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Astrobits

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About Astrobits

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  1. From a purely theoretical ( and not exhaustive ) point of view:- A mirror doubles the surface error so a 1/10th wave error becomes 2/10ths wave on the wavefront A prism also has a reflective surface so it also has the same effect as the mirror. However, the prism also has two plane transmission surfaces which will, individually, affect the wavefront only half as much as the surface error, so x2 1/20th is 1/10 error. Thus a prism could have a 3/10ths error on the wavefront if all surfaces are 1/10th wave. In addition, the two plane surfaces of the prism act as a plane parallel window and to a converging wavefront this will add some spherical aberration and the angled light will also undergo some dispersion in relation to the wavelengths of light, i.e. chromatic aberration. These last two effects will have very little effect on the final image as the distance over which they can operate is very small. Of course, not every diagonal will live up ( or down ) to these expectations. Nigel
  2. A repeat of the 2015 broadcast. On BBC Radio 4 now ( Friday, 2:15-3:00pm ) and presumably on catch-up. Nigel
  3. As I understand your description, the card disc will be underneath the baseboard. That's where the feet are placed and you might have to move those inward so they don't foul the disc. That might make the whole telescope less stable. Also, how do you plan to make sure that on rotating the disc you keep it concentric with the rotation axis of the telescope? Nigel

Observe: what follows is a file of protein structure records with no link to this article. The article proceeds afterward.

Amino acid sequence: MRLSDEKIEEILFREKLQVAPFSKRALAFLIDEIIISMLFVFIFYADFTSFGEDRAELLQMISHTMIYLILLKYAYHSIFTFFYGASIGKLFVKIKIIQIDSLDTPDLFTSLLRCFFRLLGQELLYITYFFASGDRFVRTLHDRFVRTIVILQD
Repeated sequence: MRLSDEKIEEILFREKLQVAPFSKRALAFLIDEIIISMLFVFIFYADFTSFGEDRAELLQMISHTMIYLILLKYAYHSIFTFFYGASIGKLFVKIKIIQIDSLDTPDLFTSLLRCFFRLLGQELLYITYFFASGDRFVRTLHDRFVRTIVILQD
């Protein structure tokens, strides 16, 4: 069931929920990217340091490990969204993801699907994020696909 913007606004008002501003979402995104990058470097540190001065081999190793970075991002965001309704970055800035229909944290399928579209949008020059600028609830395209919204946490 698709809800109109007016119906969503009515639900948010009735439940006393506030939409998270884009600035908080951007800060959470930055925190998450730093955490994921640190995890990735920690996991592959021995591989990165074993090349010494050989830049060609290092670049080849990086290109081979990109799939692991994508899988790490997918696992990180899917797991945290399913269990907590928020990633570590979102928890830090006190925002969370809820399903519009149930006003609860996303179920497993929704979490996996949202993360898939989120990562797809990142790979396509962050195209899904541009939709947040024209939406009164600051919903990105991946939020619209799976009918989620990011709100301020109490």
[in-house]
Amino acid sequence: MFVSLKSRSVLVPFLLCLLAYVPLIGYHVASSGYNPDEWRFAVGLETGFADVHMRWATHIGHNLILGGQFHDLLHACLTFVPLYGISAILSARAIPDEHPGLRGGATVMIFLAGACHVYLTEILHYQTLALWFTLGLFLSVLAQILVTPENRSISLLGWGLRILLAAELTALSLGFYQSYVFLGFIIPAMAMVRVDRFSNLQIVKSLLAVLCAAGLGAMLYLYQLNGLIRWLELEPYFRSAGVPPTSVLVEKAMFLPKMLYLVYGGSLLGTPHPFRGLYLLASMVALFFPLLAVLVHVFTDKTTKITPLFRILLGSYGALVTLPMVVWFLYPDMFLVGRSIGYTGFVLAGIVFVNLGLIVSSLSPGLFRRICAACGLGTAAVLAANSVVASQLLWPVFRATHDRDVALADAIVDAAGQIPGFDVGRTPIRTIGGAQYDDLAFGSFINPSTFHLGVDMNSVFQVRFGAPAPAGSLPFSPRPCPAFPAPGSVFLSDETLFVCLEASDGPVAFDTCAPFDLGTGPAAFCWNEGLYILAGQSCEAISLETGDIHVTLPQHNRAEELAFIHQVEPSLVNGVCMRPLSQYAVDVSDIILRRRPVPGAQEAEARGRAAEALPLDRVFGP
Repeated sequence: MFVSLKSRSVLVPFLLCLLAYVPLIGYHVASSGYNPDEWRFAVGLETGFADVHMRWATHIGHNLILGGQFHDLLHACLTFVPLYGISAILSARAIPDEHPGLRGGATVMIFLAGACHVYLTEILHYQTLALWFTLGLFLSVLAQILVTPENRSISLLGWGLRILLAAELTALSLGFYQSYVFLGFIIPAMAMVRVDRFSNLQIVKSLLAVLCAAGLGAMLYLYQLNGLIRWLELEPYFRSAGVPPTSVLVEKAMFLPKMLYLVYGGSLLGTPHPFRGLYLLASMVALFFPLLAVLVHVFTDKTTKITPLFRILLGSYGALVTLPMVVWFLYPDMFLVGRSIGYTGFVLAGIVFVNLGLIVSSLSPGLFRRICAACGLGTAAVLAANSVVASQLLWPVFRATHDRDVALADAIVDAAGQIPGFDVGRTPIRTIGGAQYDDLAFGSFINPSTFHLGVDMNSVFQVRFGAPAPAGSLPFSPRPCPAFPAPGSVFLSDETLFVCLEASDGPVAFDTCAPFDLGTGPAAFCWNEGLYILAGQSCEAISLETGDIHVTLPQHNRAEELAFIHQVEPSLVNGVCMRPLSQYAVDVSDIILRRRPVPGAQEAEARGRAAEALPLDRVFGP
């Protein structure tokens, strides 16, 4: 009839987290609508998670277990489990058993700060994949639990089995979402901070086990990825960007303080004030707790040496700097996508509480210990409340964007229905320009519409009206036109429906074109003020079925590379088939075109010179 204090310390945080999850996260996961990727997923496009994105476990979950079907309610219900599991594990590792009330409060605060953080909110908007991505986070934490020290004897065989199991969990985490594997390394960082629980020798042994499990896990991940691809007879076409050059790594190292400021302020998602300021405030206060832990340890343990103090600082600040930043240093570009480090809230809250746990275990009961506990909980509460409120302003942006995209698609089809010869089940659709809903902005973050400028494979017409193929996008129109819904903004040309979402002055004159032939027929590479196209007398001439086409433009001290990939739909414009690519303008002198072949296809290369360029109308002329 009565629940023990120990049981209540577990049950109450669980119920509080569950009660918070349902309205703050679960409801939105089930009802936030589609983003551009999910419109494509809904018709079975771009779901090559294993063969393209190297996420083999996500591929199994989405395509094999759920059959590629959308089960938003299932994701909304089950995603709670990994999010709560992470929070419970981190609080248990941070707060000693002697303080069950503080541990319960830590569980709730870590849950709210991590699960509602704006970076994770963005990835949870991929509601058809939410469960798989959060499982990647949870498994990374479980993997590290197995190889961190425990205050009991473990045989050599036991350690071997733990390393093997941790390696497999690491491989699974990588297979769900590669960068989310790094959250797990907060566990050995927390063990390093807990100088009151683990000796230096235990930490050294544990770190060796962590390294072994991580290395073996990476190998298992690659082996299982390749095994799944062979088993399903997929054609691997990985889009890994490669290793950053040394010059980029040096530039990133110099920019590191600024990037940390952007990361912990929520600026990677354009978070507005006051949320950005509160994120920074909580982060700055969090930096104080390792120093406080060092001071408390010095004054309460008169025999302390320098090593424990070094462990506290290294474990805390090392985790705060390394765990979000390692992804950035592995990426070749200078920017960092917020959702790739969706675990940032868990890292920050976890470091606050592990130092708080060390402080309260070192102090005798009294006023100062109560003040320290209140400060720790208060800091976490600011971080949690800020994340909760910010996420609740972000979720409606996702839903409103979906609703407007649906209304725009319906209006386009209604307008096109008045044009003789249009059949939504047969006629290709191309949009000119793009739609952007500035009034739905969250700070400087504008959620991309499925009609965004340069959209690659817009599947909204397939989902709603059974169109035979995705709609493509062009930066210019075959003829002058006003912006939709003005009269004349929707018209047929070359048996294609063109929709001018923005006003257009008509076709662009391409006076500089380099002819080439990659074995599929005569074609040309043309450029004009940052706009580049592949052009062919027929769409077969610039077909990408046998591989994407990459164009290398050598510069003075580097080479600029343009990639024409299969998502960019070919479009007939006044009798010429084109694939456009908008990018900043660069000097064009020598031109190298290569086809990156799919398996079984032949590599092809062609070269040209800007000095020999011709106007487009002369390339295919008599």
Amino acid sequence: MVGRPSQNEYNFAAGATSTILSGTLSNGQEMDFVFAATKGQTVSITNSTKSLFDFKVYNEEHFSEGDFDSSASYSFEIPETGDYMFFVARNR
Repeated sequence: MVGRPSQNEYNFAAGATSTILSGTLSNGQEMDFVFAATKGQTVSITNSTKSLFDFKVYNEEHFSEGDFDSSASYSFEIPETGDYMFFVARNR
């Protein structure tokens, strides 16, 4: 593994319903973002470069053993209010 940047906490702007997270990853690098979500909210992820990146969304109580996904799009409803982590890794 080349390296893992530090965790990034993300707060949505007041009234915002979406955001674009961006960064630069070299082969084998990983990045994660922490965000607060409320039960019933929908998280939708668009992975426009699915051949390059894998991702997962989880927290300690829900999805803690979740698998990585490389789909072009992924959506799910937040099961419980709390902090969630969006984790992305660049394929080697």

4. Agreed Nigel
  5. I would think not. Paint is an organic polymer which is easily degraded while the coatings on optics are inorganic and not easily attacked. Nigel
  6. The main problem when going to ever larger apertures for solar is the extra energy collected by the larger objective. Your ERF has to handle more than 50% extra energy when going from 80mm to 102mm aperture. Hence the increased cost. Nigel
  7. Stopping down the aperture as you suggest is exactly the same as in camera lenses. Varying aperture with fixed focal length gives variable focal ratio although camera lenses do this internally it is perfectly acceptable to do it externally as you suggest. Nigel
  8. The mirror has to be held very loosely so that it can follow the curve. If you set the overhang greater than 50% there is every possibility of the mirror tipping over the edge of the tool so max about 45% if centre over centre. With an offset then the max stroke will be less. You should get there with about 30% ( 1/3 ) stroke with a small offset. More info would be useful. What is the size of your mirror, Have you made mirrors before? Nigel
  9. It is amazing how flimsy the barrier can be when casting the tool base. I have used polythene from a dog biscuit bag as the barrier without any reinforcing When the mortar is set make sure that it will sit firmly on it's base before finishing it off. It is v. annoying if it rocks as you try to push the mirror over the tool. Nigel
  10. The optical components might well be figured as a pair but the mechanical components will be common. I think that Peter's offer will be the best. Nigel
  11. "I do have a generally layout for the scope cobbled together. It is a Serrurier truss ~900mm f/6 150mm. I'm going to try to keep the trusses symmetrical front to back, but the COG may change depending on how things weigh up. " "It has a 1.2" /1.92° diagonal 100% illuminated area which will cover a cropped DSLR sensor using a 2" secondary. The central obstruction is 33%. " He is doing a 150mm diameter telescope. The 900mm refers to the focal length. Nigel
  12. Monica Grady on the search for life on Mars. Nigel
  13. As title. Nigel
  14. The music is "Alpha" by Vangelis Nigel
  15. As title. Radio 4 is having a number of programmes on the theme of Mars this week. A mix of factual, speculation and Sci-Fi. Starting today at 2:30 with a dramatisation of H.G.Wells 'War Of The Worlds'. Nigel